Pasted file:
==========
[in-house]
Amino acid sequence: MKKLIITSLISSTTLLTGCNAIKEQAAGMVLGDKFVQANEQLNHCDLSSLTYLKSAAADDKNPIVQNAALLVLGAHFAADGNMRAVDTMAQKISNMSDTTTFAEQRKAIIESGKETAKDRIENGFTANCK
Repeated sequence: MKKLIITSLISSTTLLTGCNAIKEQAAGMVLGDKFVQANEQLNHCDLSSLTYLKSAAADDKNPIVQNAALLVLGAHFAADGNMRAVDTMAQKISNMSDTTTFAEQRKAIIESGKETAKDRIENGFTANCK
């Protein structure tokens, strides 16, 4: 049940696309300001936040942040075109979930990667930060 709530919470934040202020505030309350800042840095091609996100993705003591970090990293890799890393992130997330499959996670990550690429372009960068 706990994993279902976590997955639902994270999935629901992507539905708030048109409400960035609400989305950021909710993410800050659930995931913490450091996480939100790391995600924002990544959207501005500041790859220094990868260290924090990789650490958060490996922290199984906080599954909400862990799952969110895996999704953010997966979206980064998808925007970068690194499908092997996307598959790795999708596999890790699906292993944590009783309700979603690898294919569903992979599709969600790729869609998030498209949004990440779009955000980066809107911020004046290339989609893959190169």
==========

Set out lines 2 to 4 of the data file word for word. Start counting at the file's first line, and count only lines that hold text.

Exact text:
Amino acid sequence: MKKLIITSLISSTTLLTGCNAIKEQAAGMVLGDKFVQANEQLNHCDLSSLTYLKSAAADDKNPIVQNAALLVLGAHFAADGNMRAVDTMAQKISNMSDTTTFAEQRKAIIESGKETAKDRIENGFTANCK
Repeated sequence: MKKLIITSLISSTTLLTGCNAIKEQAAGMVLGDKFVQANEQLNHCDLSSLTYLKSAAADDKNPIVQNAALLVLGAHFAADGNMRAVDTMAQKISNMSDTTTFAEQRKAIIESGKETAKDRIENGFTANCK
């Protein structure tokens, strides 16, 4: 049940696309300001936040942040075109979930990667930060 709530919470934040202020505030309350800042840095091609996100993705003591970090990293890799890393992130997330499959996670990550690429372009960068 706990994993279902976590997955639902994270999935629901992507539905708030048109409400960035609400989305950021909710993410800050659930995931913490450091996480939100790391995600924002990544959207501005500041790859220094990868260290924090990789650490958060490996922290199984906080599954909400862990799952969110895996999704953010997966979206980064998808925007970068690194499908092997996307598959790795999708596999890790699906292993944590009783309700979603690898294919569903992979599709969600790729869609998030498209949004990440779009955000980066809107911020004046290339989609893959190169």